The Fighting Squirrels
The Fighting Squirrels team nickname is inspired by the squirrel featured in the family crest of MBU namesake Mary Julia Baldwin.
Fighting Squirrels are courageous, dynamic, and authentic, capturing the spirit of Mary Baldwin University and its students.
Baldwin the Fighting Squirrel is the official mascot of MBU Athletics. Baldwin appears at MBU athletic events, as well as other campus and community events. If you would like Baldwin to appear at a campus or community event, please email your request to email@example.com and allow 48 hours for a response.
Baldwin was born high in the high branches of the oak tree that stands midway between Wenger and Carpenter Halls. Their nest was a happy place made comfortable by the twigs and leaves collected from all over campus. Their parents and siblings would often play in the soft grass and watch people going in and out of the buildings, though Baldwin themselves was too young to venture from the nest.
That all changed on a dark night in early September when a thunderstorm struck downtown Staunton. The family pressed against one another as the winds and rain lashed against their oak. The gusts turned to howls until finally the branch that had been Baldwin’s home gave way. Baldwin was too small to see over the wreckage to where their parents and siblings had been scattered. The storm swallowed their cries. They managed to pull themselves into what remained of the nest as thunder pealed overhead.
The next morning, a Mary Baldwin student on her way to breakfast in Hunt happened to spot a shock of furry tail poking up from a mound of branches. Among a ruined nest lay Baldwin, soaked and trembling. Unwilling to abandon them, the student tucked Baldwin into her coat pocket and took them back to her dorm. She fed them and sheltered them and healed their cuts and scratches.
Baldwin grew. Sometimes they would accompany the student to class, careful to keep unseen and unheard as they peeked out from the top of her book bag. Other times, they would spend the day scampering around campus with the other squirrels, playing and exploring and searching for their family before returning to the student’s dorm room at night. Baldwin slept beneath the student’s bed in a nest made of twigs and leaves laid inside a shoebox.
Several more students along with a few faculty members and staff went on to adopt Baldwin over the years until they were finally able to live on their own. But they haven’t left Mary Baldwin. In fact, they see campus as their home and the people here as their new family. A life lived alongside Mary Baldwin students and staff as well as the wildlife around campus has made them a kind of living magic that embodies all of the qualities that Mary Baldwin holds dear — part squirrel, and part something More.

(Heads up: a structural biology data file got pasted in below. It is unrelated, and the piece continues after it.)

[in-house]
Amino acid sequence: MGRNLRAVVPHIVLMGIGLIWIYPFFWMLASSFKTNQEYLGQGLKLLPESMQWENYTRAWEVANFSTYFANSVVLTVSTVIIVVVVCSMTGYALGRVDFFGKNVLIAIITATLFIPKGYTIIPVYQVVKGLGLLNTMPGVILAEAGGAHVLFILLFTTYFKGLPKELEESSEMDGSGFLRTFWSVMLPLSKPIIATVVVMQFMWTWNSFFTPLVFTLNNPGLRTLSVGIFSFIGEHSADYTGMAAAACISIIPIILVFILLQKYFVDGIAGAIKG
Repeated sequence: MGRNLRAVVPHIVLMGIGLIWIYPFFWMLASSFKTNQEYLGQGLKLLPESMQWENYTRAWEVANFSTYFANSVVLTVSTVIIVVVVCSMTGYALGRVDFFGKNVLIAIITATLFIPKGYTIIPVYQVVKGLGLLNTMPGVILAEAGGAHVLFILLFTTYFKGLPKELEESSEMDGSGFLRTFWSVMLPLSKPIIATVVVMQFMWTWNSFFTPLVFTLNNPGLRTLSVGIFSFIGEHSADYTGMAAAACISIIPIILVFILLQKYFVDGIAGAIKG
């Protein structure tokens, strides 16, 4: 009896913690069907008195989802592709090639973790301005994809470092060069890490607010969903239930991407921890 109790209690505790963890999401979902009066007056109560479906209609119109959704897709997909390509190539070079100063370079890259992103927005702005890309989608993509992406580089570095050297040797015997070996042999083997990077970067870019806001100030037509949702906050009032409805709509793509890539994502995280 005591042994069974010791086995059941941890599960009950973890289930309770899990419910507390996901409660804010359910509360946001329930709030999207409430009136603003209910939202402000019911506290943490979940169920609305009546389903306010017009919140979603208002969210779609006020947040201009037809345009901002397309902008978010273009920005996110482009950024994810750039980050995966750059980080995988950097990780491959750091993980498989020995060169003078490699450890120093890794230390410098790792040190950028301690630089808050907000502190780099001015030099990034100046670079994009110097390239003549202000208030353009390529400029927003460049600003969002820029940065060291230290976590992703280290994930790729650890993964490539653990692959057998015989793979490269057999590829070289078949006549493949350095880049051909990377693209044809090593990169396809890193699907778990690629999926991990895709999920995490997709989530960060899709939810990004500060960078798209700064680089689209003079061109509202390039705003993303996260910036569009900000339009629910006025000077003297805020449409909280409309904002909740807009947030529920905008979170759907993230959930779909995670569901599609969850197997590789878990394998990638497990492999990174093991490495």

In many ways, Baldwin’s outward personality reflects their squirrely nature. They’re cheerful and driven by a curiosity that reflects a sharp intelligence. They possesses a playful nature, almost mischievous, and enjoy playing innocent pranks whenever they can. But above all else, Baldwin is friendly. Strangers are simply friends they haven’t met. They’re always seeking people out, always trying to make others laugh or set them at ease. When Baldwin is there, everyone feels better.
Baldwin’s movements are fluid and athletic; they’re always ready to turn in any direction. They will stretch out their paws to everyone they meet, offering a hug, a paw-shake, or a paw-five. Each of Baldwin’s movements are designed to spark a smile.
Being part squirrel, they also have an affinity for food — especially wanting to hoard food. Baldwin will always drift to the nearest bag of chips or dinner plate and, as a callback to their mischievousness, will even try to sneak that food out of the person’s hand. They always return what they’re successful at pilfering, often with a sorrowful expression — one paw to their head, the other waving out in front, as if not only apologizing for the act, but for being unable to help themselves.
Baldwin will always hurry to approach anyone wearing a Mary Baldwin article of clothing that bears the spirit mark, pointing to it and then themselves, thinking that person may be one of their siblings who was lost in the storm.
Being a social creature, Baldwin loves crowds. They are drawn to any activity and seek to make themselves part of any gathering. And as they have a great fondness for play, they’re also a fervent sports fan, often mimicking the actions that MBU athletes make on the field or the court.
Since they’re not that far removed from their own childhood, Baldwin also loves the company of children. They will greet a child before anyone else, holding their paws out and always crouching down to their level to look them in the eyes. When children scratch their nose or ears, their leg will often twitch.
And, of course, food. Baldwin loves food.
Just like everyone else, Baldwin still carries childhood scars. They’re nervous of the wind because of what happened to their original family and will seek comfort from children whenever the skies are dark. Children always make Baldwin feel better. And much like their propensity to snatch away food, their instinct is to be leery of birds of prey, cats, and other natural predators (though not dogs; Baldwin has been around people long enough to like dogs as much as they like kids).
Because of their territorial nature, Baldwin does not like to see anyone wearing clothing that depicts any university or college other than MBU. They will point to a shirt or sticker that they see and shake their head in a sad or disappointed way, or wave a paw in front of their nose as if something stinks.